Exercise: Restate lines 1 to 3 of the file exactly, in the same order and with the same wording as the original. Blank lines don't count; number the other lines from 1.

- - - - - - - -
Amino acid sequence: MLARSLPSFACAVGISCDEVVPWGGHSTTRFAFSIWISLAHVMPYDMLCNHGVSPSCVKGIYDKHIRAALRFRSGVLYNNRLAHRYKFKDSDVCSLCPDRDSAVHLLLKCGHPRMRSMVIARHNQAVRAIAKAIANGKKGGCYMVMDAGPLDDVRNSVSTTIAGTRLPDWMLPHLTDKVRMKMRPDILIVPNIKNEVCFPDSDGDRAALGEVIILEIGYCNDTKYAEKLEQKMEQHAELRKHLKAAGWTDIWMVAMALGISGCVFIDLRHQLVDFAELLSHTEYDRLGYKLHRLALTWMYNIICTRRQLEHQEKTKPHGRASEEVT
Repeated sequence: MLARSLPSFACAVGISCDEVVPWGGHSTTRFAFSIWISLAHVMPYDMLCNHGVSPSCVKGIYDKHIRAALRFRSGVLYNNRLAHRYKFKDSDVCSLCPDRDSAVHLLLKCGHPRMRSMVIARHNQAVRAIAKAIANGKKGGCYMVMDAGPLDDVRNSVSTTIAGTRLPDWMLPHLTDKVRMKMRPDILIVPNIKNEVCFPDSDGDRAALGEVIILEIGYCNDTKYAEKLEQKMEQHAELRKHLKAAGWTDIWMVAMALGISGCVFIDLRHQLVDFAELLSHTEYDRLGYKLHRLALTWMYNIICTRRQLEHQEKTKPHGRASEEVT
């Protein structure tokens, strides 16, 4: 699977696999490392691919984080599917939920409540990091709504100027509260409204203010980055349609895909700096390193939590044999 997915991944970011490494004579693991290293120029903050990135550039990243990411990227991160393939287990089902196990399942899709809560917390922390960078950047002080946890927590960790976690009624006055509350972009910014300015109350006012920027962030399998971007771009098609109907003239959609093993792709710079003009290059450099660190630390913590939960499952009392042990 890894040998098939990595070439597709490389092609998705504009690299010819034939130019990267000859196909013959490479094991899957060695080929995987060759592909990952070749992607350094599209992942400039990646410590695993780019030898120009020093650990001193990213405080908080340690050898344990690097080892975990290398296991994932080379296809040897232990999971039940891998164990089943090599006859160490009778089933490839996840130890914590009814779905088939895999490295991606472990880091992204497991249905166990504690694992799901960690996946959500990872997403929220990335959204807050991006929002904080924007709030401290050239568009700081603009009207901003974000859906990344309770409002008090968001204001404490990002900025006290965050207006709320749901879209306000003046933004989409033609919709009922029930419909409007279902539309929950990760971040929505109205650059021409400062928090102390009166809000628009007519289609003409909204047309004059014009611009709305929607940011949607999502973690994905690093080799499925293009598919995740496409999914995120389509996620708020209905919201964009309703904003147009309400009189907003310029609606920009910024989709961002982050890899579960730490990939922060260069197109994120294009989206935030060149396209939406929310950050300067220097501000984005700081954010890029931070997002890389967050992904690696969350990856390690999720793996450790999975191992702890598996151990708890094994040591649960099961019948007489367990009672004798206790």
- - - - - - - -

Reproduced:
Amino acid sequence: MLARSLPSFACAVGISCDEVVPWGGHSTTRFAFSIWISLAHVMPYDMLCNHGVSPSCVKGIYDKHIRAALRFRSGVLYNNRLAHRYKFKDSDVCSLCPDRDSAVHLLLKCGHPRMRSMVIARHNQAVRAIAKAIANGKKGGCYMVMDAGPLDDVRNSVSTTIAGTRLPDWMLPHLTDKVRMKMRPDILIVPNIKNEVCFPDSDGDRAALGEVIILEIGYCNDTKYAEKLEQKMEQHAELRKHLKAAGWTDIWMVAMALGISGCVFIDLRHQLVDFAELLSHTEYDRLGYKLHRLALTWMYNIICTRRQLEHQEKTKPHGRASEEVT
Repeated sequence: MLARSLPSFACAVGISCDEVVPWGGHSTTRFAFSIWISLAHVMPYDMLCNHGVSPSCVKGIYDKHIRAALRFRSGVLYNNRLAHRYKFKDSDVCSLCPDRDSAVHLLLKCGHPRMRSMVIARHNQAVRAIAKAIANGKKGGCYMVMDAGPLDDVRNSVSTTIAGTRLPDWMLPHLTDKVRMKMRPDILIVPNIKNEVCFPDSDGDRAALGEVIILEIGYCNDTKYAEKLEQKMEQHAELRKHLKAAGWTDIWMVAMALGISGCVFIDLRHQLVDFAELLSHTEYDRLGYKLHRLALTWMYNIICTRRQLEHQEKTKPHGRASEEVT
């Protein structure tokens, strides 16, 4: 699977696999490392691919984080599917939920409540990091709504100027509260409204203010980055349609895909700096390193939590044999 997915991944970011490494004579693991290293120029903050990135550039990243990411990227991160393939287990089902196990399942899709809560917390922390960078950047002080946890927590960790976690009624006055509350972009910014300015109350006012920027962030399998971007771009098609109907003239959609093993792709710079003009290059450099660190630390913590939960499952009392042990 890894040998098939990595070439597709490389092609998705504009690299010819034939130019990267000859196909013959490479094991899957060695080929995987060759592909990952070749992607350094599209992942400039990646410590695993780019030898120009020093650990001193990213405080908080340690050898344990690097080892975990290398296991994932080379296809040897232990999971039940891998164990089943090599006859160490009778089933490839996840130890914590009814779905088939895999490295991606472990880091992204497991249905166990504690694992799901960690996946959500990872997403929220990335959204807050991006929002904080924007709030401290050239568009700081603009009207901003974000859906990344309770409002008090968001204001404490990002900025006290965050207006709320749901879209306000003046933004989409033609919709009922029930419909409007279902539309929950990760971040929505109205650059021409400062928090102390009166809000628009007519289609003409909204047309004059014009611009709305929607940011949607999502973690994905690093080799499925293009598919995740496409999914995120389509996620708020209905919201964009309703904003147009309400009189907003310029609606920009910024989709961002982050890899579960730490990939922060260069197109994120294009989206935030060149396209939406929310950050300067220097501000984005700081954010890029931070997002890389967050992904690696969350990856390690999720793996450790999975191992702890598996151990708890094994040591649960099961019948007489367990009672004798206790």